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Alexander Hamilton

Alexander Hamilton was one of the authors of The Federalist Papers and set the groundwork for the way the court system would be shaped by the U.S. Constitution. It was in Federalist Paper No. 78 that Hamilton formulated the justification for judicial review. Hamilton endorsed the idea of judicial review and offered a foundation for its acceptance.

In No. 78, Hamilton first discussed the issue of the mode of appointing judges, then the tenure by which they would serve in office, and then the division of the judiciary authority between the different courts to be created. Earlier, the writers of The Federalist Papers had considered the need for there to be three branches of government as part of a scheme of checks and balances, and each branch was to operate somewhat autonomously while at the same time serving as a check on the power of the other two branches. The overriding intent of the Framers was balance, to balance the rights of different groups, to balance the powers of the different branches of government, to balance the power of the states against the power of the federal government. The aristocratic Federalists believed that an elite was better suited to administer government and dispense justice, but justice was always seen as a matter of balancing the inherent rights of the individual as expressed by Locke and Rousseau, among others, and the requirements of society under the social contract. The concept of justice that drove the Framers made it necessary that both rights and responsibilities be spelled out clearly in the documents and institutions of society and that the means for deciding differences of viewpoint also be clearly delineated. The power structure that the Framers developed was one that was balanced, and this balance in itself indicated institutional methods for weighing differences and for finding a median course. The conception of liberty and the conception of justice are fused, upholding the beli...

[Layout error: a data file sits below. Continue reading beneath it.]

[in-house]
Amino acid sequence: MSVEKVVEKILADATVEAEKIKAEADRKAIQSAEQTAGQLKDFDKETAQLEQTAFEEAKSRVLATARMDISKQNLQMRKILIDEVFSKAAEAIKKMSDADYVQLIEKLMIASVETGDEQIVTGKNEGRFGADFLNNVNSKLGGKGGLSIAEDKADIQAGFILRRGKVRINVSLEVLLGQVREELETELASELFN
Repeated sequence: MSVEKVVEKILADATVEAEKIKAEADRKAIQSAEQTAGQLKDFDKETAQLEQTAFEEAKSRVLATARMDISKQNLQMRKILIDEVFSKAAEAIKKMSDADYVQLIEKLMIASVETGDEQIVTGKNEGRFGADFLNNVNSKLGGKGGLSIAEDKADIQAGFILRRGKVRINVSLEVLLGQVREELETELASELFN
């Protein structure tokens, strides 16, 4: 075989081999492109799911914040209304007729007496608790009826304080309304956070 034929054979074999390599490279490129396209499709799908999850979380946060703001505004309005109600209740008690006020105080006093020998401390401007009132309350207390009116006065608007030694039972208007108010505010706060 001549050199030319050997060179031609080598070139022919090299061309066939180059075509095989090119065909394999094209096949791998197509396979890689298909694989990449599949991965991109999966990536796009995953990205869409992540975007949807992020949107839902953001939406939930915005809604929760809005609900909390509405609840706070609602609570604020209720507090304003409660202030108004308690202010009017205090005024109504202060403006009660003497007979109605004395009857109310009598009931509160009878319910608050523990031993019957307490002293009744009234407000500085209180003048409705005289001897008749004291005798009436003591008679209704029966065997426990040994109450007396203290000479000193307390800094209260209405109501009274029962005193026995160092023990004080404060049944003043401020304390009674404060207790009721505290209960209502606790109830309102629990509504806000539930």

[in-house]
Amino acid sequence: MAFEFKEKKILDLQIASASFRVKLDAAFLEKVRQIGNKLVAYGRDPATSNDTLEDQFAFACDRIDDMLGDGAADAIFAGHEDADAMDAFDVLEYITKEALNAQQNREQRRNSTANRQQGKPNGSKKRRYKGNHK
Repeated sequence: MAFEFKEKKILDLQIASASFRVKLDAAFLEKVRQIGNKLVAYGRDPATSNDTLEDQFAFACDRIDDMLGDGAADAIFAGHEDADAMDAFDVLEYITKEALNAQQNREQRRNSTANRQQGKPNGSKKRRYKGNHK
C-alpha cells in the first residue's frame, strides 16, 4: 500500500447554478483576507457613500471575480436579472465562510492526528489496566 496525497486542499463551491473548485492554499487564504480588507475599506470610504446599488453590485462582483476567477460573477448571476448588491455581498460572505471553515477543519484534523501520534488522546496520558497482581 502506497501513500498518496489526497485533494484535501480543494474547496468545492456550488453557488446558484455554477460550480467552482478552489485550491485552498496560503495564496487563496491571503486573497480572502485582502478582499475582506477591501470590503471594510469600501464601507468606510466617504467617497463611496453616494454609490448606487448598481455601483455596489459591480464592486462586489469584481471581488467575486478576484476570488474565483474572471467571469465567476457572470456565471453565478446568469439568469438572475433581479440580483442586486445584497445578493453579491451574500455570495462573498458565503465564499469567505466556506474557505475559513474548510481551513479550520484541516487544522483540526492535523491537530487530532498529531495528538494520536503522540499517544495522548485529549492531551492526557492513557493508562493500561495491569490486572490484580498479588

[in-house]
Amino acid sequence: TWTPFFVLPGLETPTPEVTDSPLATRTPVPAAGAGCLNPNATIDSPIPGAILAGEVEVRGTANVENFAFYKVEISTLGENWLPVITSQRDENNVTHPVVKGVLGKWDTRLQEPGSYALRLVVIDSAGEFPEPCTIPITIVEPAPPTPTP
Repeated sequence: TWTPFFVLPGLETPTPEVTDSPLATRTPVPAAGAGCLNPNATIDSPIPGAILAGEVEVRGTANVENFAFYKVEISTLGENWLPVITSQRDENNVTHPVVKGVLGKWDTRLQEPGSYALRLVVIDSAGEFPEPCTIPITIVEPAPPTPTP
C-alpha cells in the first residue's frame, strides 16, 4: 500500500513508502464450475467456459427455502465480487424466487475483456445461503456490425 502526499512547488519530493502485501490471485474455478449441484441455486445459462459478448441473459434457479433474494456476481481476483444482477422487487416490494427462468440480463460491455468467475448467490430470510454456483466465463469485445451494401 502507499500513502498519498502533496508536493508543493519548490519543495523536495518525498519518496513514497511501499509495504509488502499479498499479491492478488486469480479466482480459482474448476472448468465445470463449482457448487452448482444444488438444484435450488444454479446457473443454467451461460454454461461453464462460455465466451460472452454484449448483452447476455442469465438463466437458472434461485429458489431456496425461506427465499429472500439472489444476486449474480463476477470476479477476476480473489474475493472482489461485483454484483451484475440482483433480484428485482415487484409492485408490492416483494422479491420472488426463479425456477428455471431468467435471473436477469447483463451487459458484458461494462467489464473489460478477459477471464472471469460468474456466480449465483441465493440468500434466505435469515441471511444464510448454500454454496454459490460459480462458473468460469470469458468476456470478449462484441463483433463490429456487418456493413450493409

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Alexander Hamilton. (1969, December 31). In Retrieved 04:07, May 28, 2020, from